My second recollection is about the Safakulevo School. Here about 60-70% of the pupils were Tatars and Bashkirs, but very few of them could speak their native language. Only the children of collective farmers from the farm that was not far away from Safarkulevo could speak Tatar. Most of them did poorly at school, because their knowledge of the Russian language was also poor. Some teachers would rail at them for speaking Tatar, they thought they were cursing. That’s why the school left only negative emotions about identifying myself as a Tatar.
But this still made me interested in our history – that of the notorious Horde. I want to thank my parents, we had all the necessary sources since they explained a lot to me. My father always reminded us to speak Tatar at home but he would always forget about it and switch to Russian.
My mother could speak without switching to Russian and she spoke Tatar in a very beautiful manner. But she didn’t try to teach us the language. My brother and I, who had no respect for folk music, could not understand what the Kazan performers were singing about, and the quality of their records left much to be desired.
There were not many major problems with my nationality at the Institute. However sometimes my nationality did adversely affect the marks on some subjects. There were some cavils from my course-mates. I spoke literary Russian and could not understand slang words, and for that reason I was known as a moron. But not for a long time, only until the second course. I had some problems with Chechens trying to involve me into their affairs. It’s a most difficult situation when you have no countrymen, no tribesmen around you, when you are alone. I tried to get close to Kazakhs, but later I understood that it is better to be all alone.
The Institute gave me an impetus to learn my native language. I learned it more easily thanks to ideas from the English classes. At the end of the second course I had felt that I was getting accustomed to the English language which I had thought to be impossible beforehand. That feeling brought to me the idea that if you sat and read a large book in a foreign language, you would then learn it better (like Paganel). During the summer holidays I tried this idea out with Tatar. I took “White Flowers” by Abdrahman Absalyamov (this writer was from Mordovia. – Editor.), asked my mother to stay with me to help and got to read and translate it fairly quickly. It was very difficult to read the first 100 pages but later it got much easier, I had the feeling that I was not reading, I was just watching a film. I even started thinking in Tatar sometimes, especially in my dreams.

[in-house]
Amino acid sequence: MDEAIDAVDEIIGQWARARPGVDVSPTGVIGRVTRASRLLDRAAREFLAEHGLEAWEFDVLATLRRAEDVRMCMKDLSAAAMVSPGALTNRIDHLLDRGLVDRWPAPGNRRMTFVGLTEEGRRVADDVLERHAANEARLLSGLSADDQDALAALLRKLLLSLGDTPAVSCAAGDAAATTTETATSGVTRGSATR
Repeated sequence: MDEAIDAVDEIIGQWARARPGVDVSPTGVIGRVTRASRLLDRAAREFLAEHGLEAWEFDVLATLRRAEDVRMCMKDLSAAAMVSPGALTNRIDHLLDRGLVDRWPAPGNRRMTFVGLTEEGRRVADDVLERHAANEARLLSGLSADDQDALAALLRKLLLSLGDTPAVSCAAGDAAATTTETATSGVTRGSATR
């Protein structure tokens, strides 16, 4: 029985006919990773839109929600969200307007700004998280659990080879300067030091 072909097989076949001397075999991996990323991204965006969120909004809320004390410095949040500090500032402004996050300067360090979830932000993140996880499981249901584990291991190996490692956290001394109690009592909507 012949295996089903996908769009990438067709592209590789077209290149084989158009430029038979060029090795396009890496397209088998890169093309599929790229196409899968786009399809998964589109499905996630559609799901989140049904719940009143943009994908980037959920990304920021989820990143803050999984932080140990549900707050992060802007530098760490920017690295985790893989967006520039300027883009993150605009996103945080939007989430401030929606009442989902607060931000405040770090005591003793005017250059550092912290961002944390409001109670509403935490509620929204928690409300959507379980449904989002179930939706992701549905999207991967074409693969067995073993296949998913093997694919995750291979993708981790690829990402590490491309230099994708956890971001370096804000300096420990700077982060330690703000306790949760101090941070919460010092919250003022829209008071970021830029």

That’s my personal experience of gaining (or regaining?) the native language.
The problem of self-identification of Tatars does exist. I agree with those who believe that the self-consciousness is formed at the time when a person is in his or her teens – by music, by films (when we watched fairy tales, we would always side with the Russian heroes). Only very few people can get rid of these features by themselves, others still have the feeling of being inferior, even if it is a subconscious feeling. And one does not get to learn his native language with that feeling, one can always find an excuse.
Keeping traditions alive in the countryside (in Tatar villages) is very important, because this is the only place where traditions are maintained, and villagers have larger families with more children.
Maybe there is a way to encourage people, but it will take a lot of funds and it is not certain who should be encouraged, the parents or the children.
About my attitude towards the Russian language. I sort of envy the Russians and their language for its receptivity – it takes in everything foreign yet does not lose itself. We shouldn’t be afraid of modern “Russian” words, we should interpret them and maybe we should reform our system to make the Russian words taken into the Tatar language to be written in the way that we pronounce them.
Internet can make a great contribution in promoting the Tatar language, especially if there should appear Tatar code-page, e-mail, and chatrooms. I’ve been hearing about the switch to the Latin alphabet. I don’t approve of it since not everyone can learn to use it. It would be better if both variants remain in equal usage. The one that will prove to be the better will survive.
I’d like to thank the Internet site of your newspaper. This is the only place where I met the understanding of our problems, the problems of Tatars living outside Tatarstan.